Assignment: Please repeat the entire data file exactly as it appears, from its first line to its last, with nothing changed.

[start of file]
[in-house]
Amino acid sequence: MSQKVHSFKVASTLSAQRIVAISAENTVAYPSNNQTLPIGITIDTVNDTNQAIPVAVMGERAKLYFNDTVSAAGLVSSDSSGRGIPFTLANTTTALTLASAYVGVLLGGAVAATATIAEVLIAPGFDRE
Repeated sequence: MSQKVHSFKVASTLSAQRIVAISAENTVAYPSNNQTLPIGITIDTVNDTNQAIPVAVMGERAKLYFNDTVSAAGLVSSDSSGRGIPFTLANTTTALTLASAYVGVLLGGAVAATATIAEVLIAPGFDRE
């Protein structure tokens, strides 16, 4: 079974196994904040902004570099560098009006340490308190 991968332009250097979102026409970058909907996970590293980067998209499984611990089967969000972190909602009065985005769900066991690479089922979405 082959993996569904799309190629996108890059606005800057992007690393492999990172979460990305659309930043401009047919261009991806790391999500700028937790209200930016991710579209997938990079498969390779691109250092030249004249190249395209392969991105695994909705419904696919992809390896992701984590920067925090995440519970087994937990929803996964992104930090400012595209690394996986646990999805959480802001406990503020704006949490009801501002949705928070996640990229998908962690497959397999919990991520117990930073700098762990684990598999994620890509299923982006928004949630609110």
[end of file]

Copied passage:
[in-house]
Amino acid sequence: MSQKVHSFKVASTLSAQRIVAISAENTVAYPSNNQTLPIGITIDTVNDTNQAIPVAVMGERAKLYFNDTVSAAGLVSSDSSGRGIPFTLANTTTALTLASAYVGVLLGGAVAATATIAEVLIAPGFDRE
Repeated sequence: MSQKVHSFKVASTLSAQRIVAISAENTVAYPSNNQTLPIGITIDTVNDTNQAIPVAVMGERAKLYFNDTVSAAGLVSSDSSGRGIPFTLANTTTALTLASAYVGVLLGGAVAATATIAEVLIAPGFDRE
């Protein structure tokens, strides 16, 4: 079974196994904040902004570099560098009006340490308190 991968332009250097979102026409970058909907996970590293980067998209499984611990089967969000972190909602009065985005769900066991690479089922979405 082959993996569904799309190629996108890059606005800057992007690393492999990172979460990305659309930043401009047919261009991806790391999500700028937790209200930016991710579209997938990079498969390779691109250092030249004249190249395209392969991105695994909705419904696919992809390896992701984590920067925090995440519970087994937990929803996964992104930090400012595209690394996986646990999805959480802001406990503020704006949490009801501002949705928070996640990229998908962690497959397999919990991520117990930073700098762990684990598999994620890509299923982006928004949630609110």